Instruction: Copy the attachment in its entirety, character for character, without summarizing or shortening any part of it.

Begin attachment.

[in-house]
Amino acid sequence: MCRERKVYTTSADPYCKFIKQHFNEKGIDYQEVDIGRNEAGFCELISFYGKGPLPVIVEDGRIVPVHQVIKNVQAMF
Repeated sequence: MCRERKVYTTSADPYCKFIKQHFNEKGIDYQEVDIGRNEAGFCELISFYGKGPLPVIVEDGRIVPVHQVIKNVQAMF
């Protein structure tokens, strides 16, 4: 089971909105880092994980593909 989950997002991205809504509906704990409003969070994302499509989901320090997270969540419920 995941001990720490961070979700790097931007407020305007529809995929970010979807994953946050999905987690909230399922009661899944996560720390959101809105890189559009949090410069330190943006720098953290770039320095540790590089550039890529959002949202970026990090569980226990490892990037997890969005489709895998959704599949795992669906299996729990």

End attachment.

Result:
[in-house]
Amino acid sequence: MCRERKVYTTSADPYCKFIKQHFNEKGIDYQEVDIGRNEAGFCELISFYGKGPLPVIVEDGRIVPVHQVIKNVQAMF
Repeated sequence: MCRERKVYTTSADPYCKFIKQHFNEKGIDYQEVDIGRNEAGFCELISFYGKGPLPVIVEDGRIVPVHQVIKNVQAMF
């Protein structure tokens, strides 16, 4: 089971909105880092994980593909 989950997002991205809504509906704990409003969070994302499509989901320090997270969540419920 995941001990720490961070979700790097931007407020305007529809995929970010979807994953946050999905987690909230399922009661899944996560720390959101809105890189559009949090410069330190943006720098953290770039320095540790590089550039890529959002949202970026990090569980226990490892990037997890969005489709895998959704599949795992669906299996729990």